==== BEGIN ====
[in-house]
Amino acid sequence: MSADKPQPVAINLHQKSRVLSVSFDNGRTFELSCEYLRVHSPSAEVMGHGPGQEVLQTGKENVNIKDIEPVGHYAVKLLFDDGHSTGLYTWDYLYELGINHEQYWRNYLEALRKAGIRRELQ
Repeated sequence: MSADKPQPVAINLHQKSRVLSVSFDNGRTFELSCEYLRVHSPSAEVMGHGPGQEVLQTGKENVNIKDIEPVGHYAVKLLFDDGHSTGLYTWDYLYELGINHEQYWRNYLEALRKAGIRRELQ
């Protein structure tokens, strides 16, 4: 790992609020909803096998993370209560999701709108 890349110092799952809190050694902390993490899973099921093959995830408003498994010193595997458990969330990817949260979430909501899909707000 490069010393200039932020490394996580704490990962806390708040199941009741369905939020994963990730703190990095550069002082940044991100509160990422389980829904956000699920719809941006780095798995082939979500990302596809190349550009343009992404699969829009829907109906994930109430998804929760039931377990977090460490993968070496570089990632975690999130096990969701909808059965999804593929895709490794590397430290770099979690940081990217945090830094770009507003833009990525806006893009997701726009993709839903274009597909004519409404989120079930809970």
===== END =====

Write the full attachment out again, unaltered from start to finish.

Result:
[in-house]
Amino acid sequence: MSADKPQPVAINLHQKSRVLSVSFDNGRTFELSCEYLRVHSPSAEVMGHGPGQEVLQTGKENVNIKDIEPVGHYAVKLLFDDGHSTGLYTWDYLYELGINHEQYWRNYLEALRKAGIRRELQ
Repeated sequence: MSADKPQPVAINLHQKSRVLSVSFDNGRTFELSCEYLRVHSPSAEVMGHGPGQEVLQTGKENVNIKDIEPVGHYAVKLLFDDGHSTGLYTWDYLYELGINHEQYWRNYLEALRKAGIRRELQ
């Protein structure tokens, strides 16, 4: 790992609020909803096998993370209560999701709108 890349110092799952809190050694902390993490899973099921093959995830408003498994010193595997458990969330990817949260979430909501899909707000 490069010393200039932020490394996580704490990962806390708040199941009741369905939020994963990730703190990095550069002082940044991100509160990422389980829904956000699920719809941006780095798995082939979500990302596809190349550009343009992404699969829009829907109906994930109430998804929760039931377990977090460490993968070496570089990632975690999130096990969701909808059965999804593929895709490794590397430290770099979690940081990217945090830094770009507003833009990525806006893009997701726009993709839903274009597909004519409404989120079930809970």